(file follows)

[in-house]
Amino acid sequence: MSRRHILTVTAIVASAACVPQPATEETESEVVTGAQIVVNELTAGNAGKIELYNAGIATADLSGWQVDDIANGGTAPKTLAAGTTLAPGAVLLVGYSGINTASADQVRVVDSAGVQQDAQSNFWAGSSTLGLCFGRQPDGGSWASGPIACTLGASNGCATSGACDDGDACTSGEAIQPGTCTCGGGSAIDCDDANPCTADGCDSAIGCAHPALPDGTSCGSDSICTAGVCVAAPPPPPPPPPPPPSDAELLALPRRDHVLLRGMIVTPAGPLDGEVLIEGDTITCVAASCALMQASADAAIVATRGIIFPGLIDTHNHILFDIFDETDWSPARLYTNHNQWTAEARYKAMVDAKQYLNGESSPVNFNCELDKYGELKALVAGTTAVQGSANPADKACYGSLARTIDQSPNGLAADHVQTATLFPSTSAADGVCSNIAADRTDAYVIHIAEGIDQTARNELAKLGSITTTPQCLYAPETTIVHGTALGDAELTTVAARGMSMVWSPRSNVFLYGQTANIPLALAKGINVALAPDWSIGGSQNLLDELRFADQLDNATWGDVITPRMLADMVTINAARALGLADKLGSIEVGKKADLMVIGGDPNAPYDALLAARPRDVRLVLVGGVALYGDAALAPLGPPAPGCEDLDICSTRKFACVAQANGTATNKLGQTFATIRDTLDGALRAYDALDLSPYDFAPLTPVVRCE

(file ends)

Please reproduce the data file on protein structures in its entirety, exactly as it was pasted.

[in-house]
Amino acid sequence: MSRRHILTVTAIVASAACVPQPATEETESEVVTGAQIVVNELTAGNAGKIELYNAGIATADLSGWQVDDIANGGTAPKTLAAGTTLAPGAVLLVGYSGINTASADQVRVVDSAGVQQDAQSNFWAGSSTLGLCFGRQPDGGSWASGPIACTLGASNGCATSGACDDGDACTSGEAIQPGTCTCGGGSAIDCDDANPCTADGCDSAIGCAHPALPDGTSCGSDSICTAGVCVAAPPPPPPPPPPPPSDAELLALPRRDHVLLRGMIVTPAGPLDGEVLIEGDTITCVAASCALMQASADAAIVATRGIIFPGLIDTHNHILFDIFDETDWSPARLYTNHNQWTAEARYKAMVDAKQYLNGESSPVNFNCELDKYGELKALVAGTTAVQGSANPADKACYGSLARTIDQSPNGLAADHVQTATLFPSTSAADGVCSNIAADRTDAYVIHIAEGIDQTARNELAKLGSITTTPQCLYAPETTIVHGTALGDAELTTVAARGMSMVWSPRSNVFLYGQTANIPLALAKGINVALAPDWSIGGSQNLLDELRFADQLDNATWGDVITPRMLADMVTINAARALGLADKLGSIEVGKKADLMVIGGDPNAPYDALLAARPRDVRLVLVGGVALYGDAALAPLGPPAPGCEDLDICSTRKFACVAQANGTATNKLGQTFATIRDTLDGALRAYDALDLSPYDFAPLTPVVRCE